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Nexialism and the Law of Unintended Consequences
July/August 2010 (vol. 12 no. 4)
pp. 58-61
Phil Laplante, Penn State

What do broken windows, merit systems, and cattle prods have to do with new processes and compliance rules? Can the laws of unintended consequences be used as an advantage? Find out as this nexialist explores the interconnectedness of things.

1. H. Rittel and M. Webber, "Dilemmas in a General Theory of Planning," Policy Sciences, vol. 4, 1973, pp. 155–169.
2. B. Fr édéric, That Which is Seen and Unseen, self-published pamphlet, 1850; http://en.wikisource.org/wikiThat_Which_Is_Seen,_and_That_Which_Is_Not_Seen .
3. M. Matza, C.R. McCoy, and M. Fazlollah, "Pressure Builds on City Police for Accuracy," Philadelphia Inquirer,15 Nov. 1998; http://inquirer.philly.com/packages/crime/ html111598.asp.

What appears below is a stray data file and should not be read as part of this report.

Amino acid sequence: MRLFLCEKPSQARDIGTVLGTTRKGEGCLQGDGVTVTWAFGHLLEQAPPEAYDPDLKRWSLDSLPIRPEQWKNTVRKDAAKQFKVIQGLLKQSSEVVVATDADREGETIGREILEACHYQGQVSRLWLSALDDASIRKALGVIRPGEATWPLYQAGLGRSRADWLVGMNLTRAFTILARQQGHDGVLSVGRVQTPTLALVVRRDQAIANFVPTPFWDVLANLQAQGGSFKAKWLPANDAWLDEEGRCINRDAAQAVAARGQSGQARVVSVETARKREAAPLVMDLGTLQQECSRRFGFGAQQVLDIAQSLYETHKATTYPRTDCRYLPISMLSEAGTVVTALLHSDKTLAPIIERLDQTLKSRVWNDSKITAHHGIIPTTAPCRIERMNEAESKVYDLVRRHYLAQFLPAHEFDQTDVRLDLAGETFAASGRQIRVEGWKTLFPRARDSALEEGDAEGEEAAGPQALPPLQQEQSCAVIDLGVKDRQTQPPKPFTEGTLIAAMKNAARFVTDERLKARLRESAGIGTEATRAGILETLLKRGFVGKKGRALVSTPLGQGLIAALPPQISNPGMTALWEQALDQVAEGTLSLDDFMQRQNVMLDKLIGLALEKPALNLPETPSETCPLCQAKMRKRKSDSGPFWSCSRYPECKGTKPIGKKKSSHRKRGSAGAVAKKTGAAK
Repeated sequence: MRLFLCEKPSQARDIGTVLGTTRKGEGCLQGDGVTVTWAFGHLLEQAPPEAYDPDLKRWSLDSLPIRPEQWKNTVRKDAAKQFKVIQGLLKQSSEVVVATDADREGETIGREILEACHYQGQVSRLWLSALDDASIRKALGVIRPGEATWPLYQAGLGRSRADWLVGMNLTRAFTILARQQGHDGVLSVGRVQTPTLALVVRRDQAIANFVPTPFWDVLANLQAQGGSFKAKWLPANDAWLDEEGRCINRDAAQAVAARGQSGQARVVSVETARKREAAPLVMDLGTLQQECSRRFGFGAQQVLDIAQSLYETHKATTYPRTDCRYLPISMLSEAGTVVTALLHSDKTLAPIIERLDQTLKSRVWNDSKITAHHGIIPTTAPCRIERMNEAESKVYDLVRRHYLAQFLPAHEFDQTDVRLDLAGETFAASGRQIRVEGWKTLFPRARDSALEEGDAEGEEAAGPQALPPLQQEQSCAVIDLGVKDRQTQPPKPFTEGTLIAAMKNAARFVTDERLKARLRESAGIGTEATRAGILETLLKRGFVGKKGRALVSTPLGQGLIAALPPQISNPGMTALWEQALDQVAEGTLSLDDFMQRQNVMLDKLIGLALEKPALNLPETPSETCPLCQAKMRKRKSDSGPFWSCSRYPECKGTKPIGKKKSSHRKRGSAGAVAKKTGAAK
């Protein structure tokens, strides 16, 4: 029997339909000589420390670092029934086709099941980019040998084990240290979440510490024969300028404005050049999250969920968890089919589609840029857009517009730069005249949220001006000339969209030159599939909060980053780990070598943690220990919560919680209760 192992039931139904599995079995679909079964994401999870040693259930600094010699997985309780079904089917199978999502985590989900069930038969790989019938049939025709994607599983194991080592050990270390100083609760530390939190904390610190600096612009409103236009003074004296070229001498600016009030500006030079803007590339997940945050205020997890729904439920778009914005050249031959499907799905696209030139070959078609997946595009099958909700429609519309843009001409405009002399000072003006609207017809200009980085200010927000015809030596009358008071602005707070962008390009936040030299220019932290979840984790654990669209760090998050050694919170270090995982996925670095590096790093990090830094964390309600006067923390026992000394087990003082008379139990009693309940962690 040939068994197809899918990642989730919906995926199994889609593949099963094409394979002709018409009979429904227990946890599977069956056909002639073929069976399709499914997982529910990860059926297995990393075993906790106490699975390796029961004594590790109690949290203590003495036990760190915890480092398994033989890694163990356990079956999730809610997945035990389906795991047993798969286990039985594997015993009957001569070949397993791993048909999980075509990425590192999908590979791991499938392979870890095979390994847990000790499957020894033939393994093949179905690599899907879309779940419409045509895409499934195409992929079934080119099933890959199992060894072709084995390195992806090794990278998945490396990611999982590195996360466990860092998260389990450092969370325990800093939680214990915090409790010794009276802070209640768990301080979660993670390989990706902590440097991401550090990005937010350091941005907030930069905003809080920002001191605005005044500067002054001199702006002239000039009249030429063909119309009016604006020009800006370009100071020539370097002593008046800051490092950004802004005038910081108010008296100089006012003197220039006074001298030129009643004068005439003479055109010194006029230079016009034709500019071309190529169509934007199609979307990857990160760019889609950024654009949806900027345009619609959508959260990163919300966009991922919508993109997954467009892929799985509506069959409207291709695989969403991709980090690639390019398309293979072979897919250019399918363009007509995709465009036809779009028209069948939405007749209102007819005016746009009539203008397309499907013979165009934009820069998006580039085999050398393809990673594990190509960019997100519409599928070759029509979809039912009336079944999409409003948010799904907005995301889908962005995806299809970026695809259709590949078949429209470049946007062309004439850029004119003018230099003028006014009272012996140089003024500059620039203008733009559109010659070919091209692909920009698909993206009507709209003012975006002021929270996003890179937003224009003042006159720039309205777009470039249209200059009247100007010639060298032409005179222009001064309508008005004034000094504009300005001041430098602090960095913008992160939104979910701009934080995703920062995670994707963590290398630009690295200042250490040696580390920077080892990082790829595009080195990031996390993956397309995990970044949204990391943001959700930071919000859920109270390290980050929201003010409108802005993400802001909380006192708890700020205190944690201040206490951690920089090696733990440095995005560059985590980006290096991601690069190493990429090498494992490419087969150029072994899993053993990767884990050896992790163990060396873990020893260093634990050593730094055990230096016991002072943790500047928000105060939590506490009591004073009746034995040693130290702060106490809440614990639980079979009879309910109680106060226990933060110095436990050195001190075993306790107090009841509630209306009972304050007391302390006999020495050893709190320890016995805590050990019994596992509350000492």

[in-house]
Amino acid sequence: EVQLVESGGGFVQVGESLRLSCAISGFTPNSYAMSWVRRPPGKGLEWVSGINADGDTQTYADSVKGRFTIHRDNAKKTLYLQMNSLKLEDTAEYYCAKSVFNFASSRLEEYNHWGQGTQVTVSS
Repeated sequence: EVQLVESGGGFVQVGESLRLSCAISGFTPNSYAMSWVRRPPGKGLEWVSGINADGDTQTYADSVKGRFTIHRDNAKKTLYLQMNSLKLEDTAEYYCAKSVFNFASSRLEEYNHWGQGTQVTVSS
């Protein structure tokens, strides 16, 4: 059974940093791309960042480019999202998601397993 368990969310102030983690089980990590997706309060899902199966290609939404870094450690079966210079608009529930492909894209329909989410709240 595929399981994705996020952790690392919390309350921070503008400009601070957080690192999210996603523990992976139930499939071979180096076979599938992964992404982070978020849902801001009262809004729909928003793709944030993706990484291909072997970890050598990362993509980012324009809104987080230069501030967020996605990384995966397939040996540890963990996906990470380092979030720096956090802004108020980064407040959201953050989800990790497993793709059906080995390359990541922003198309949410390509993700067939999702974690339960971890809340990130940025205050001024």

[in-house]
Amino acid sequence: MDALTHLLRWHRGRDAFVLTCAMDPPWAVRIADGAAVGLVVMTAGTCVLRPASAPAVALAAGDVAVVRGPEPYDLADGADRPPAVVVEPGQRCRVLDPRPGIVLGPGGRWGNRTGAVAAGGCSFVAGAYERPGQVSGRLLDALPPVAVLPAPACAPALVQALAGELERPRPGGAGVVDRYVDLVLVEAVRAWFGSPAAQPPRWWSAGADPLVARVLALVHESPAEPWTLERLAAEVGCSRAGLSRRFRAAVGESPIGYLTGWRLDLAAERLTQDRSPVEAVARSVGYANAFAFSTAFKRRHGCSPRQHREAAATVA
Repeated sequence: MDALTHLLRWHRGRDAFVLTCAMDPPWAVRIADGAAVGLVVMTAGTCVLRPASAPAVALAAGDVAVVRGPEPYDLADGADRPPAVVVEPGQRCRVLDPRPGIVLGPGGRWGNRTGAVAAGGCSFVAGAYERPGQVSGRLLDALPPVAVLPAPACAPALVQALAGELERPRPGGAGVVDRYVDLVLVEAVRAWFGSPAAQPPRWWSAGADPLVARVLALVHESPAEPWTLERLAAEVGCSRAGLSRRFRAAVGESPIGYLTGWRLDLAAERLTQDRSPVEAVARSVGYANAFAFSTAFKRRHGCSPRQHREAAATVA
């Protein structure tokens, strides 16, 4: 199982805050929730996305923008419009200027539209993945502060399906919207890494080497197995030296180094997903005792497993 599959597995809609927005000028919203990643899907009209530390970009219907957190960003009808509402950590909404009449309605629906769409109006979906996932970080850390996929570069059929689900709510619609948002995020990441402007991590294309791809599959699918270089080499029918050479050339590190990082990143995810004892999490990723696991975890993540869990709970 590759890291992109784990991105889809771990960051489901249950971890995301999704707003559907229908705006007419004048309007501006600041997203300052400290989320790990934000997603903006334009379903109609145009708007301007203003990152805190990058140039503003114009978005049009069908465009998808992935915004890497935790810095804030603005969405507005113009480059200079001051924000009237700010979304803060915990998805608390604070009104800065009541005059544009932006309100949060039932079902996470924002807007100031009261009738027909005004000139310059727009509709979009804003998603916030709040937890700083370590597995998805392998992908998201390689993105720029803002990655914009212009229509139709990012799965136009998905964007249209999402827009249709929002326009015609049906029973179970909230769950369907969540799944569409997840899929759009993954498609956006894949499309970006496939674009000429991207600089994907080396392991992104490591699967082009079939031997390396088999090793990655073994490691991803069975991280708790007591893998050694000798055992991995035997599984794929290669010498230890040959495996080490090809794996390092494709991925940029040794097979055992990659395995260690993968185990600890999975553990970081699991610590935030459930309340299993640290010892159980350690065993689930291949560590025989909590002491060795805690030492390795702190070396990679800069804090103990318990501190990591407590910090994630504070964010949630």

4. T. Grandin and C. Johnson, Animals in Translation, Simon and Shuster, 2005.

Index Terms:
Information technology, nexialism, compliance
Citation:
Phil Laplante, "Nexialism and the Law of Unintended Consequences," IT Professional, vol. 12, no. 4, pp. 58-61, July-Aug. 2010, doi:10.1109/MITP.2010.114
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